Infamous swatter-for-hire Torswats likely arrested after a private investigator worked with a WoW Twitch streamer and the FBI to take them down

Archimonde, a boss from World of Warcraft's Hellfire Citadel raid, reaches towards the camera in defeat.
(Image credit: Blizzard Entertainment)

Schools, streamers, and even authors have all been the victim of swatter-for-hire Torswats, as was revealed by Motherboard in April last year. Using the messaging app Telegram, the Torswats 'service' has been offering swattings for cash—$75 to shut down a school, for example—and has been linked to a rash of criminal activity across the United States. 

In case you're unfamiliar, 'swatting' is a term used to describe false reports made to the police. The practice that not only wastes funding and time, but also massively disrupts the lives of its victims, leading to traumatising searches of their homes. In some cases when these false calls are poorly handled by law enforcement, swatting can be fatal.

For the time being, it looks like Torswats—a Californian teenager now extradited to Florida—has been apprehended thanks to the work of a private investigator Brad Dennis (Cafrozed) and the FBI. According to Wired's report, Dennis had been "hunting Torswats for nearly two years". 

One major breakthrough reportedly comes via Dennis' cooperation with Twitch streamers. World of Warcraft streamer Matt Morse (StaySafeTV on Twitch) used Caforzed's services after he was swatted: "After getting pulled out of my house, with a wife and infant child inside, to face an armed group of SWAT officers pointing firearms at me, it is maddening to acknowledge that our justice system seemingly places a very low priority on capturing swatters." Dennis later retweeted Morse's post, confirming his involvement.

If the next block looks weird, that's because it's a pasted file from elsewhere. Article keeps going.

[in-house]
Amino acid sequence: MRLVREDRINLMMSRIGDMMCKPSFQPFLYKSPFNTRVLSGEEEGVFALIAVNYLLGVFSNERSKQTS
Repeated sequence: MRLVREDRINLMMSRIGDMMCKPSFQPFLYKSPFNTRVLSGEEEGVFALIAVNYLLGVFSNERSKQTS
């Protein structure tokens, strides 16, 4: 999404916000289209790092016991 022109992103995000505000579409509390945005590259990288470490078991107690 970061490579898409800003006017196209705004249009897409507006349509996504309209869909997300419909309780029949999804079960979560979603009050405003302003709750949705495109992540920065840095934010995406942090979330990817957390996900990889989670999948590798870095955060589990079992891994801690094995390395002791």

(Image credit: @StaySafeWarlock on Twitter/X.)

During a stream, Morse says he was able to provide information to Dennis after recognising the alleged criminal's "ways of typing" from a private server community. "There are certain things that this person was saying where it was like: Huh, I knew a guy that used to say things like that five years ago on a private server … if that kid had not swatted me specifically, he probably would not be in jail right now."

Dennis also used a service called Vox to pretend to hire Torswat's services, as the Wired report states: "By recording his network traffic, the investigator surreptitiously captured the swatter’s IP address along with a username that at the time was unknown to law enforcement." He then shared those details with the FBI, who used them in subpoenas during its investigation. 

Science fiction author Patrick S. Tomlinson also thanked Dennis on Twitter, writing: "My family has been terrorised by this sociopath and the cultists paying him for nearly two years. 46 swatting calls to our home, three to my elderly parents, and half a dozen bomb threats in multiple states in our names. We can't thank you enough."

Seminole County later confirmed that the teenager is being held on a no-bond basis. Their exact involvement with Torswats—whether they were a single individual or part of a wider group—is also yet to be determined. Wired already reports that someone using Torswats' handle has reached out and declared: "I am pretty sure I’ll never be arrested". However, in a high-profile incident such as this one, the chance of impersonators angling to stir the pot is high.

Staff Writer

Harvey's history with games started when he first begged his parents for a World of Warcraft subscription aged 12, though he's since been cursed with Final Fantasy 14-brain and a huge crush on G'raha Tia. He made his start as a freelancer, writing for websites like Techradar, The Escapist, Dicebreaker, The Gamer, Into the Spine—and of course, PC Gamer. He'll sink his teeth into anything that looks interesting, though he has a soft spot for RPGs, soulslikes, roguelikes, deckbuilders, MMOs, and weird indie titles. He also plays a shelf load of TTRPGs in his offline time. Don't ask him what his favourite system is, he has too many.